Subjective Well-Being Across the Retirement Transition—Historical Differences and the Role of Perceived Control

Georg Henning, Dikla Segel-Karpas, Andreas Stenling, Oliver Huxhold

Research output: Contribution to journalArticlepeer-review


Given substantial cohort differences in psychosocial functioning, for example in perceived control, and ongoing pension reforms, the context of retirement has changed over the last decades. However, there is limited research on the consequences of such developments on historical differences in subjective well-being (SWB) in the retirement transition. In the present study, we investigated historical differences in change in life satisfaction and positive affect across the retirement transition. We further included perceived control as a predictor of change in well-being. Analyses were based on subsamples of retirees among three nationally representative samples of the German Ageing Survey (1996; 2002; 2008) and their respective follow-ups 6 years later. Results showed historical improvements in preretirement positive affect (i.e., later samples had higher preretirement levels). Contrastingly, earlier samples showed a larger increase in positive affect across the retirement transition compared to later samples. No historical differences were found in life satisfaction. Perceived control showed no historical improvement and did not seem to contribute to historical differences in subjective well-being. Nevertheless, we found that the association of perceived control and positive affect increased over historical time. The results showed that the historical context seems to play a role in the experience of retirement, and that it is helpful to distinguish between cognitive-evaluative and affective components of well-being. (PsycInfo Database Record (c) 2022 APA, all rights reserved).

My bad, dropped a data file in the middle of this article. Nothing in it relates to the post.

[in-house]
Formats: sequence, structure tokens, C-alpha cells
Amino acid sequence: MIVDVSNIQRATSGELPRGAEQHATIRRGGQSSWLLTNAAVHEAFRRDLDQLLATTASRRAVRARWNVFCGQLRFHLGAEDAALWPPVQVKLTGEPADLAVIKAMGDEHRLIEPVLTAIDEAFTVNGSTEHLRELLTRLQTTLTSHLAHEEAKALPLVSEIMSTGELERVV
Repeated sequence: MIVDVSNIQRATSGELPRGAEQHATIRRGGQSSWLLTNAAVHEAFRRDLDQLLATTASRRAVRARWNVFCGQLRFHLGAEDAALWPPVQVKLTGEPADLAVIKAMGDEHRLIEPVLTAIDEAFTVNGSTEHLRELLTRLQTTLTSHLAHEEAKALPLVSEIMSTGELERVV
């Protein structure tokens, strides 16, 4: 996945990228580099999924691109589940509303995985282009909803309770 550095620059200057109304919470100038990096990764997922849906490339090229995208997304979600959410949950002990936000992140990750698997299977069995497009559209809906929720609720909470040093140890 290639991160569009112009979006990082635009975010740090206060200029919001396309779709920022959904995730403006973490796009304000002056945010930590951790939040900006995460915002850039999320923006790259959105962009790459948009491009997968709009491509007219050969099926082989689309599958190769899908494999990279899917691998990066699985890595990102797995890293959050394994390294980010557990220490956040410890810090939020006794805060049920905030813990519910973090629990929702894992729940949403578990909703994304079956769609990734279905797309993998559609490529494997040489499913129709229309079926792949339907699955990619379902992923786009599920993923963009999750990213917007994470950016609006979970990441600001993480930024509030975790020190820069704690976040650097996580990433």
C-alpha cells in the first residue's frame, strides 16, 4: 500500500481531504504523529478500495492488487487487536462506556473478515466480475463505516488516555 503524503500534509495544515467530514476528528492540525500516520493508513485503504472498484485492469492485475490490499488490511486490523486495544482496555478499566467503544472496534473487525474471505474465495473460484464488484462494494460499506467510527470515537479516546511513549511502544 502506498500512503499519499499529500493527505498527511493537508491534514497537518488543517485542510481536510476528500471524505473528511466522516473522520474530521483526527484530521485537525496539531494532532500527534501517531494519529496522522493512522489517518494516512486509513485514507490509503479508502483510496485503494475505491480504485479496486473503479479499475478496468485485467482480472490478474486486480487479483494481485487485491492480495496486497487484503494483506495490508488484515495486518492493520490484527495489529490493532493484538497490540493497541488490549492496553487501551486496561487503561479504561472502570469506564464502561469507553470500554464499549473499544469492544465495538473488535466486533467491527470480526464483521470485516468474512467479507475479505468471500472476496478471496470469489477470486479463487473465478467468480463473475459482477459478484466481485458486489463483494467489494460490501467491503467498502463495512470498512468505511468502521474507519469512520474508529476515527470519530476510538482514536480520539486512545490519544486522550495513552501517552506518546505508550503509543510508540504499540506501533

Original languageAmerican English
Pages (from-to)388-400
Number of pages13
JournalPsychology and Aging
Issue number3
StatePublished - May 2022


  • Aging/psychology
  • Cohort Studies
  • Humans
  • Longitudinal Studies
  • Personal Satisfaction
  • Retirement/psychology


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